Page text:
ICRW joins so many others in acknowledging that the conviction of Derek Chauvin for the brutal murder of George Floyd represents a critical step in advancing accountability among law enforcement and the criminal justice system for the ongoing unjust treatment of Black and brown Americans. We also acknowledge and support the work that remains to be done to dismantle systemic racism in America and around the world.
What a year! ICRW celebrates our favorite moments from 2016
In 2016, ICRW celebrated 40 years of putting rigorous research into action to transform the lives of women and girls around the world. Throughout our 40th anniversary year, we’ve put our research and advocacy to work to advance gender equality. It’s been a milestone year and we thank all of our supporters for helping make possible numerous advancements for women and girls. Before we ring in the New Year, we wanted to take a moment to celebrate our successes by looking back at our top ten achievements from 2016, as chosen by ICRW staff.
Forty years ago, ICRW was founded on the belief that research and data are vital to transform the lives of women and girls living in poor and marginalized communities. Now, 40 years later, we don’t just believe it, we know it. For four decades, ICRW has identified solutions to meet challenges facing women and girls by producing research that untangles complex problems and discovers the pathways to positive change.
In September 2016, ICRW and the U.S. domestic research organization Re:Gender (formerly the National Council for Research on Women) merged. The organizations’ common mission of achieving gender equality will henceforth be pursued under the banner of the International Center for Research on Women. With this merger, ICRW now has a global platform to put our research to use not just in the developing world but in the U.S. as well, enabling us to pursue a truly global research and advocacy agenda where we seek to understand and overcome the shared challenges that women and girls face in every corner of the world.
ICRW continued to make an impact through its programming for adolescent girls this year. Our groundbreaking Parivartan for Girls program ended with a public tournament showcasing the Indian contact sport kabbadi, where girls in one Mumbai slum were finally able to boldly claim and assert their right to public space. ICRW’s Planning Ahead for Girls’ Empowerment and Employability (PAGE) program, which helps provide girls with the confidence and skills to enter the work force, continued in public schools throughout New Delhi. To see the impact of the program on girls and mentors, watch this powerful video from 692 Productions.
ICRW’s annual Champions for Change Awards celebrate the possibilities of a gender equitable world by honoring the leaders who are helping to make that world a reality. This year, ICRW conferred Champions for Change Awards upon the following honorees:
In 2016, ICRW revamped our look with a new logo that captures meaningful colors from our regional hubs around the world. We also launched a brand new website to better showcase our research and expertise, while simultaneously re-capturing what makes ICRW unique and drives our staff every day through our new tagline: Passion. Proof. Power.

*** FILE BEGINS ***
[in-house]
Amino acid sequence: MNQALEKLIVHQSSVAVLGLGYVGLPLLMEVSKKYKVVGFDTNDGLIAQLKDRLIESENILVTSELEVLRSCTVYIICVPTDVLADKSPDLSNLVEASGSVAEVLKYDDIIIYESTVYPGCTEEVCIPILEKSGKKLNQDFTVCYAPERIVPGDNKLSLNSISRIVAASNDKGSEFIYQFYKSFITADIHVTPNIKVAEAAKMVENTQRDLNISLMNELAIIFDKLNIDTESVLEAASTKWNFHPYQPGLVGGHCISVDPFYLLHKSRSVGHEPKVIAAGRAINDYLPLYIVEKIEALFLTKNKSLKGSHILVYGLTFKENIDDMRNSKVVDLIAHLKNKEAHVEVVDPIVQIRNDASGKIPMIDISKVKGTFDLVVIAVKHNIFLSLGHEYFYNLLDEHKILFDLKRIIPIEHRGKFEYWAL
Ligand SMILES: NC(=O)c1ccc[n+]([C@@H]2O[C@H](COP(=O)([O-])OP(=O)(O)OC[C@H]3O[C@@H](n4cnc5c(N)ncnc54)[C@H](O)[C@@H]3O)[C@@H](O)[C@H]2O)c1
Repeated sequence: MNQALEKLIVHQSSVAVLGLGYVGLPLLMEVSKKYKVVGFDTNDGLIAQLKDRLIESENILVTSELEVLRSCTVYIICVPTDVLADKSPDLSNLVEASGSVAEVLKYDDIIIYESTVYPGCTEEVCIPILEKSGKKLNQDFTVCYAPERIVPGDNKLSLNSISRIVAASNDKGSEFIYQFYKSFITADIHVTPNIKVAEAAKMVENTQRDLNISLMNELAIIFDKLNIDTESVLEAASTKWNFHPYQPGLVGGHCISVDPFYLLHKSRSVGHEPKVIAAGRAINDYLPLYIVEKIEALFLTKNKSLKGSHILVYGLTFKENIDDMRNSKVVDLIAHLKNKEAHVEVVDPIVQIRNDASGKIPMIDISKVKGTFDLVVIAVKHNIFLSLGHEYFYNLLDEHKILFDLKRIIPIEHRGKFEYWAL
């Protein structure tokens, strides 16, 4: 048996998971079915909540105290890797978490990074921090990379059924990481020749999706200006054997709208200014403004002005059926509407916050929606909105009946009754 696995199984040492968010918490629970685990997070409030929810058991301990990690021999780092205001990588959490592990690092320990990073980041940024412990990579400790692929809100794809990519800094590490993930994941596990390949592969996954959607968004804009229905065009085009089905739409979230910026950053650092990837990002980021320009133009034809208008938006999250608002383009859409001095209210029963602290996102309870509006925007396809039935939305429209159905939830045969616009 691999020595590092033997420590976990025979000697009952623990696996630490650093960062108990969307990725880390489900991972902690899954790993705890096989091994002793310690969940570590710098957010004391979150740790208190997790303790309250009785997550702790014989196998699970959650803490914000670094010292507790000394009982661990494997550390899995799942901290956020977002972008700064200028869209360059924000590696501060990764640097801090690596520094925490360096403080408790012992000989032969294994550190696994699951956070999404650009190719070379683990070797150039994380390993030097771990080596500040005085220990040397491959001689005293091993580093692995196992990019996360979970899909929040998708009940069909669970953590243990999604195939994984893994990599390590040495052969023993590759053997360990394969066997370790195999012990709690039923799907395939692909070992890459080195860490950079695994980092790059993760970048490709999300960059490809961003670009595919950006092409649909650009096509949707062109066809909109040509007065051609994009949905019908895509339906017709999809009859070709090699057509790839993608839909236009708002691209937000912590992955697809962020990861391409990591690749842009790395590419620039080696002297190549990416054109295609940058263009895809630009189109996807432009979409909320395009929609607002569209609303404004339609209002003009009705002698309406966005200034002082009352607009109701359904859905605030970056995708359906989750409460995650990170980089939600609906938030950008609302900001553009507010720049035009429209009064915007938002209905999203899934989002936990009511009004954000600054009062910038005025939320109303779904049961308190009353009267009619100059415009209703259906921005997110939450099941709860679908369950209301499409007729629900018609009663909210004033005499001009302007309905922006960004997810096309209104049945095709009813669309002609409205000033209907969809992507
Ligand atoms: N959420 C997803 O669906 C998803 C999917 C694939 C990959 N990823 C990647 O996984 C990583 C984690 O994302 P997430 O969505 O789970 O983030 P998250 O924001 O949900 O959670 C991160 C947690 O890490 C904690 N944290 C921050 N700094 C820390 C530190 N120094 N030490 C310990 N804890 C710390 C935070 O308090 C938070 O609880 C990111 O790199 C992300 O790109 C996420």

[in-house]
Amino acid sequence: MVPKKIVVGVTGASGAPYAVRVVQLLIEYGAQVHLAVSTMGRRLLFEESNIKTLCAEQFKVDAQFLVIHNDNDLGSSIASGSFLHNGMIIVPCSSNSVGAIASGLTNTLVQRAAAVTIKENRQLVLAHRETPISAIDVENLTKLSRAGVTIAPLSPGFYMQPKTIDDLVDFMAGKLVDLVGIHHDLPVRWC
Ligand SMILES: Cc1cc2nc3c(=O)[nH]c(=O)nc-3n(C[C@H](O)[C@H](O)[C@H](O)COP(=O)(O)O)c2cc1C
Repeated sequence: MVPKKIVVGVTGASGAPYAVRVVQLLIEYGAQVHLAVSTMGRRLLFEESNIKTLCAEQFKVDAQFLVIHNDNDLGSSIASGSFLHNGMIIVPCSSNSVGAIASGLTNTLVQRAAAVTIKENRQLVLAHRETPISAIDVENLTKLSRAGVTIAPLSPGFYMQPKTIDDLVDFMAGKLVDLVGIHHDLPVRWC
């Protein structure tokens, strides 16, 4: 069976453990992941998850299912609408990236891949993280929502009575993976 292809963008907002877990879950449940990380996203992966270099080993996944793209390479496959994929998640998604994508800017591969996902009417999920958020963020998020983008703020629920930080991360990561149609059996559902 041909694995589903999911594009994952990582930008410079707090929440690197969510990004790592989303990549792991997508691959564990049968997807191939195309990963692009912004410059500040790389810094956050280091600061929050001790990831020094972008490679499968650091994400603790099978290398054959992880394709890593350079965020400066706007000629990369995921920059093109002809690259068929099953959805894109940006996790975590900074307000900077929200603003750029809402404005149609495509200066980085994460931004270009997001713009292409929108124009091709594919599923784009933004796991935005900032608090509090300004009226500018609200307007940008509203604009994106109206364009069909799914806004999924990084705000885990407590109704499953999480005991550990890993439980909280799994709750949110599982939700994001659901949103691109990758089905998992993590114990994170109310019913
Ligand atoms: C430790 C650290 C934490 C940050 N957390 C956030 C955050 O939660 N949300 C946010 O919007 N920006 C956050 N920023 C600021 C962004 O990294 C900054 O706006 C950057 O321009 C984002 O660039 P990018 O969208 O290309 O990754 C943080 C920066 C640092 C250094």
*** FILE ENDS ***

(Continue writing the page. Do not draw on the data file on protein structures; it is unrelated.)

Following last year’s success in helping to ensure that girls’ unique needs and priorities were represented across the newly adopted Sustainable Development Goals, ICRW took its evidence-based advocacy to Washington, D.C. In March 2016, the U.S. government launched the United States Global Strategy to Empower Adolescent Girls, the world’s first piece of foreign policy solely dedicated to the rights and empowerment of girls. ICRW co-led a coalition of groups advocating for the Strategy, which incorporates many of ICRW’s recommendations and cites ICRW’s research on child marriage, girls’ education and more.
In September 2016, Suzanne Petroni, ICRW senior director of global health, youth and development, testified at a U.S. Senate hearing called by Senator Marco Rubio on global efforts to end child marriage alongside Lakshmi Sundaram, executive director of Girls Not Brides. Petroni spoke to ICRW’s efforts to expand the evidence base on programs and policies that can end child marriage.
This summer, ICRW staff, their families and friends were proud to march in the annual Capital Pride Parade. The parade, held in Washington, D.C., is an all-day event celebrating the full spectrum of gender identity and sexual orientation. ICRW’s participation in the parade is our way of celebrating diversity and supporting continued progress toward equality for all.
ICRW has been at the forefront of global research and advocacy efforts around child marriage for nearly fifteen years. Our research has not only explored the impacts of child marriage, but also the root causes of and best practices to prevent it. In our report, “She Cannot Just Sit Around Waiting to Turn Twenty”, ICRW helps fill the evidence gap on why child marriage persists in Zambia and Kenya.
This year, ICRW created the Paula Kantor Award for Excellence in Field Research in memory of our colleague Paula Kantor, who died in the aftermath of a terrorist attack in Kabul, Afghanistan in May 2015. Paula was driven by her commitment to improve lives, particularly those of women and girls. Through the Paula Kantor Award, ICRW seeks to inspire the next generation of researchers in Paula’s name. The inaugural award was conferred upon Soumya Gupta in New Delhi at a celebration marking the beginning of our 40th anniversary year. The award was conferred for a second time to Eunice Muthengi at the official launch of the Africa Regional Office in Kampala, Uganda, at the close of our 40th year.
We could not have achieved these top ten moments without the support of people like you. Please consider making a contribution to ICRW to help support our work in 2017.